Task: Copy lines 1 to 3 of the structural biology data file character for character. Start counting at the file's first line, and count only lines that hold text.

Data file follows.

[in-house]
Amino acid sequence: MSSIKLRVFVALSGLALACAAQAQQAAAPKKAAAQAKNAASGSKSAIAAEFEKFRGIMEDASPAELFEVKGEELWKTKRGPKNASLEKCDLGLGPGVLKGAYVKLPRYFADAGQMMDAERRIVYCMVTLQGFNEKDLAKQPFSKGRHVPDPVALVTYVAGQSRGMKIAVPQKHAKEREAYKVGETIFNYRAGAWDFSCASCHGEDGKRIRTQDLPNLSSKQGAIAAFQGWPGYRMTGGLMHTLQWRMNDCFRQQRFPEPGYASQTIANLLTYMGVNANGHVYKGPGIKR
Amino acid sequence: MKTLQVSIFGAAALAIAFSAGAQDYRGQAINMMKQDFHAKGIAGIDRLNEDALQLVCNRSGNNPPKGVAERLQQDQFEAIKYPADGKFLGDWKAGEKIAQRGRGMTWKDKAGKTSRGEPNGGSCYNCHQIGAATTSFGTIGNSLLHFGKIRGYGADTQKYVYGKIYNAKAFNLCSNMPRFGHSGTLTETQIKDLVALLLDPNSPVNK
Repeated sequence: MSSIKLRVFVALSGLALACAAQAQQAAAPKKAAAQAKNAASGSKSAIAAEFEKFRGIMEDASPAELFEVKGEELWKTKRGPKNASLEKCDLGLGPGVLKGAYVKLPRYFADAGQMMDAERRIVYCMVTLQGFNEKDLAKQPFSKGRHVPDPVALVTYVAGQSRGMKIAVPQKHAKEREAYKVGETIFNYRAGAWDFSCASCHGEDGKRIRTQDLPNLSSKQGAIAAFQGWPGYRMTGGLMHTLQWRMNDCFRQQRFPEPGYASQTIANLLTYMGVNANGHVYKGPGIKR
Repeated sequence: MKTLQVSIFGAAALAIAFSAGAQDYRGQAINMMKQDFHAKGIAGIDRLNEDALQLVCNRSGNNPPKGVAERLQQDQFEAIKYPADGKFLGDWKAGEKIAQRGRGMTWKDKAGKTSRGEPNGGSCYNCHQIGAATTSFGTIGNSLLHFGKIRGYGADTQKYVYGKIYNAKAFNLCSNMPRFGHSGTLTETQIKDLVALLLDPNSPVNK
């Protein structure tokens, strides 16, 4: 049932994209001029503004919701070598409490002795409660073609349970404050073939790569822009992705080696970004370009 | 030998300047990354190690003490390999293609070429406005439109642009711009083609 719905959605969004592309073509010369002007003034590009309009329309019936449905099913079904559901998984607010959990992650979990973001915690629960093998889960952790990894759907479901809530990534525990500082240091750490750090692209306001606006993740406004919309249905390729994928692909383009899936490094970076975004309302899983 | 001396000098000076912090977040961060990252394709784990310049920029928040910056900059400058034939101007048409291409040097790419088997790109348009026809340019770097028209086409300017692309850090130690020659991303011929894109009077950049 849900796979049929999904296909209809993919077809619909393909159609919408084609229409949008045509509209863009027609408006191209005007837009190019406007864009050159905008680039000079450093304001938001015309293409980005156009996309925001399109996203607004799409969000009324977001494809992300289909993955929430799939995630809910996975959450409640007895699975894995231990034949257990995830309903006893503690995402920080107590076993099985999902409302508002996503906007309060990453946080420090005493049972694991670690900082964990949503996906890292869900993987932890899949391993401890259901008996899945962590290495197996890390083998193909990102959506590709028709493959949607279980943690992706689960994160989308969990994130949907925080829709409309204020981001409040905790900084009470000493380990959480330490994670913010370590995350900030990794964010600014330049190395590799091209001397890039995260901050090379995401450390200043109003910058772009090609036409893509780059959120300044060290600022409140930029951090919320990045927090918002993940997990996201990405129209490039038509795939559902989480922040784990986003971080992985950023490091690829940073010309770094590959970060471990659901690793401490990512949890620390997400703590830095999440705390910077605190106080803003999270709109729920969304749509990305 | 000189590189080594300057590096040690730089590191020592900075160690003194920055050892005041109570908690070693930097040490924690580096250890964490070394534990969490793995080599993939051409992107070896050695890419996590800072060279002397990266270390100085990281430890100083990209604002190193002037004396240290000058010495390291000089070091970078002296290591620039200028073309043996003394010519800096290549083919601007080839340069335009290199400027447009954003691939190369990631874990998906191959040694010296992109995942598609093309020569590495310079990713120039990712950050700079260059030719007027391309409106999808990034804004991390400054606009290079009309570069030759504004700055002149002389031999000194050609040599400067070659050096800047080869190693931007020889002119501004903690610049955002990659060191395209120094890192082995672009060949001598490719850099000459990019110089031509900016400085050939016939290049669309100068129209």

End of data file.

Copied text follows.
[in-house]
Amino acid sequence: MSSIKLRVFVALSGLALACAAQAQQAAAPKKAAAQAKNAASGSKSAIAAEFEKFRGIMEDASPAELFEVKGEELWKTKRGPKNASLEKCDLGLGPGVLKGAYVKLPRYFADAGQMMDAERRIVYCMVTLQGFNEKDLAKQPFSKGRHVPDPVALVTYVAGQSRGMKIAVPQKHAKEREAYKVGETIFNYRAGAWDFSCASCHGEDGKRIRTQDLPNLSSKQGAIAAFQGWPGYRMTGGLMHTLQWRMNDCFRQQRFPEPGYASQTIANLLTYMGVNANGHVYKGPGIKR
Amino acid sequence: MKTLQVSIFGAAALAIAFSAGAQDYRGQAINMMKQDFHAKGIAGIDRLNEDALQLVCNRSGNNPPKGVAERLQQDQFEAIKYPADGKFLGDWKAGEKIAQRGRGMTWKDKAGKTSRGEPNGGSCYNCHQIGAATTSFGTIGNSLLHFGKIRGYGADTQKYVYGKIYNAKAFNLCSNMPRFGHSGTLTETQIKDLVALLLDPNSPVNK